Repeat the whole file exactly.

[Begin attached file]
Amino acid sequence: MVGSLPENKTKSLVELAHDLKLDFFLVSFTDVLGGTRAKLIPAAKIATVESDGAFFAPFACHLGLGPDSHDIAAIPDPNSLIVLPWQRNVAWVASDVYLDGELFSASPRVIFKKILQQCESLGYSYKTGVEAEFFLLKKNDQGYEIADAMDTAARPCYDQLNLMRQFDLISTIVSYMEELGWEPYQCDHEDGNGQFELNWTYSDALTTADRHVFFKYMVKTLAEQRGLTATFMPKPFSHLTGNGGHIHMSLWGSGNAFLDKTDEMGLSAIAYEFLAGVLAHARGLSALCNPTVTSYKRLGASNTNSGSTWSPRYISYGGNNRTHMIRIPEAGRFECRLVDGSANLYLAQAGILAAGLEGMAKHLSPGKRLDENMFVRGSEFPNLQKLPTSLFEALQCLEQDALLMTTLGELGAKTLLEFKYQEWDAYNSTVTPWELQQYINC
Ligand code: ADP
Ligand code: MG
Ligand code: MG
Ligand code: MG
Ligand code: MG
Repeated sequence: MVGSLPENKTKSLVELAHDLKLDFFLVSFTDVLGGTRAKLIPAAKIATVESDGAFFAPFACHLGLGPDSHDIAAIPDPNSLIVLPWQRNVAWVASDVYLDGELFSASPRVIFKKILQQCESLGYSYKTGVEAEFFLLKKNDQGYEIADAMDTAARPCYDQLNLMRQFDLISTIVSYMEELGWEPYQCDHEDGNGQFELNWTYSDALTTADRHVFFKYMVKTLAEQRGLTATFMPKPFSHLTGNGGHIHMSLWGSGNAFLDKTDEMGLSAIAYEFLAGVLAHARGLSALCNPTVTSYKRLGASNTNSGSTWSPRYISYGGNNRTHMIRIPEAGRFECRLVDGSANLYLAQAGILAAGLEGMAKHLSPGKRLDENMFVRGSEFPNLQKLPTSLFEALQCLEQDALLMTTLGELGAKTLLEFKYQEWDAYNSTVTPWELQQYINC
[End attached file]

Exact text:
Amino acid sequence: MVGSLPENKTKSLVELAHDLKLDFFLVSFTDVLGGTRAKLIPAAKIATVESDGAFFAPFACHLGLGPDSHDIAAIPDPNSLIVLPWQRNVAWVASDVYLDGELFSASPRVIFKKILQQCESLGYSYKTGVEAEFFLLKKNDQGYEIADAMDTAARPCYDQLNLMRQFDLISTIVSYMEELGWEPYQCDHEDGNGQFELNWTYSDALTTADRHVFFKYMVKTLAEQRGLTATFMPKPFSHLTGNGGHIHMSLWGSGNAFLDKTDEMGLSAIAYEFLAGVLAHARGLSALCNPTVTSYKRLGASNTNSGSTWSPRYISYGGNNRTHMIRIPEAGRFECRLVDGSANLYLAQAGILAAGLEGMAKHLSPGKRLDENMFVRGSEFPNLQKLPTSLFEALQCLEQDALLMTTLGELGAKTLLEFKYQEWDAYNSTVTPWELQQYINC
Ligand code: ADP
Ligand code: MG
Ligand code: MG
Ligand code: MG
Ligand code: MG
Repeated sequence: MVGSLPENKTKSLVELAHDLKLDFFLVSFTDVLGGTRAKLIPAAKIATVESDGAFFAPFACHLGLGPDSHDIAAIPDPNSLIVLPWQRNVAWVASDVYLDGELFSASPRVIFKKILQQCESLGYSYKTGVEAEFFLLKKNDQGYEIADAMDTAARPCYDQLNLMRQFDLISTIVSYMEELGWEPYQCDHEDGNGQFELNWTYSDALTTADRHVFFKYMVKTLAEQRGLTATFMPKPFSHLTGNGGHIHMSLWGSGNAFLDKTDEMGLSAIAYEFLAGVLAHARGLSALCNPTVTSYKRLGASNTNSGSTWSPRYISYGGNNRTHMIRIPEAGRFECRLVDGSANLYLAQAGILAAGLEGMAKHLSPGKRLDENMFVRGSEFPNLQKLPTSLFEALQCLEQDALLMTTLGELGAKTLLEFKYQEWDAYNSTVTPWELQQYINC